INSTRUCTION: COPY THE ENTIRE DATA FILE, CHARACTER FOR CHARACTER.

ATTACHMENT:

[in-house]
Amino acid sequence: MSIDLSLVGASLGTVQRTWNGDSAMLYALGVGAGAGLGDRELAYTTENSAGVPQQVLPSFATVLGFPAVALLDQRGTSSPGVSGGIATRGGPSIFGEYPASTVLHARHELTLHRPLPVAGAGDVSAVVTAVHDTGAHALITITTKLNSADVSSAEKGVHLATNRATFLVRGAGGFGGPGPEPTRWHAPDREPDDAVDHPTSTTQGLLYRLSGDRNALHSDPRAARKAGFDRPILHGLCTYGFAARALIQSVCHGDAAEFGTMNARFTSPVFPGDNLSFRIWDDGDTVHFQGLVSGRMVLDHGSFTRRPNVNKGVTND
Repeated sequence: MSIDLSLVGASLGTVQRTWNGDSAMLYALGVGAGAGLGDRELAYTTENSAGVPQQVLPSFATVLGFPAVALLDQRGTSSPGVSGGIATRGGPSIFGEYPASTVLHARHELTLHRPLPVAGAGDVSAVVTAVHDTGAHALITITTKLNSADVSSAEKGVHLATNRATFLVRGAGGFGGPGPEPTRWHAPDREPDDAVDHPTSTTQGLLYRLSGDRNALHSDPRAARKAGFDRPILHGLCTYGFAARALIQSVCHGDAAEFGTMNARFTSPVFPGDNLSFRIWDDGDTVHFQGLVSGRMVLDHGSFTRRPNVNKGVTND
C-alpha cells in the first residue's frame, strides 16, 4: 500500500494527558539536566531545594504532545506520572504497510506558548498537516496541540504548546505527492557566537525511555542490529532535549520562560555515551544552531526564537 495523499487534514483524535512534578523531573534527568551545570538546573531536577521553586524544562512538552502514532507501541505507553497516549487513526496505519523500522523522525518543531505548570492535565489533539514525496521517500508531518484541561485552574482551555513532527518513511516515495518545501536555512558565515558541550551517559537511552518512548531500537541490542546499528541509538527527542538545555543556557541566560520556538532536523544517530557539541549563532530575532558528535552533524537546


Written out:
[in-house]
Amino acid sequence: MSIDLSLVGASLGTVQRTWNGDSAMLYALGVGAGAGLGDRELAYTTENSAGVPQQVLPSFATVLGFPAVALLDQRGTSSPGVSGGIATRGGPSIFGEYPASTVLHARHELTLHRPLPVAGAGDVSAVVTAVHDTGAHALITITTKLNSADVSSAEKGVHLATNRATFLVRGAGGFGGPGPEPTRWHAPDREPDDAVDHPTSTTQGLLYRLSGDRNALHSDPRAARKAGFDRPILHGLCTYGFAARALIQSVCHGDAAEFGTMNARFTSPVFPGDNLSFRIWDDGDTVHFQGLVSGRMVLDHGSFTRRPNVNKGVTND
Repeated sequence: MSIDLSLVGASLGTVQRTWNGDSAMLYALGVGAGAGLGDRELAYTTENSAGVPQQVLPSFATVLGFPAVALLDQRGTSSPGVSGGIATRGGPSIFGEYPASTVLHARHELTLHRPLPVAGAGDVSAVVTAVHDTGAHALITITTKLNSADVSSAEKGVHLATNRATFLVRGAGGFGGPGPEPTRWHAPDREPDDAVDHPTSTTQGLLYRLSGDRNALHSDPRAARKAGFDRPILHGLCTYGFAARALIQSVCHGDAAEFGTMNARFTSPVFPGDNLSFRIWDDGDTVHFQGLVSGRMVLDHGSFTRRPNVNKGVTND
C-alpha cells in the first residue's frame, strides 16, 4: 500500500494527558539536566531545594504532545506520572504497510506558548498537516496541540504548546505527492557566537525511555542490529532535549520562560555515551544552531526564537 495523499487534514483524535512534578523531573534527568551545570538546573531536577521553586524544562512538552502514532507501541505507553497516549487513526496505519523500522523522525518543531505548570492535565489533539514525496521517500508531518484541561485552574482551555513532527518513511516515495518545501536555512558565515558541550551517559537511552518512548531500537541490542546499528541509538527527542538545555543556557541566560520556538532536523544517530557539541549563532530575532558528535552533524537546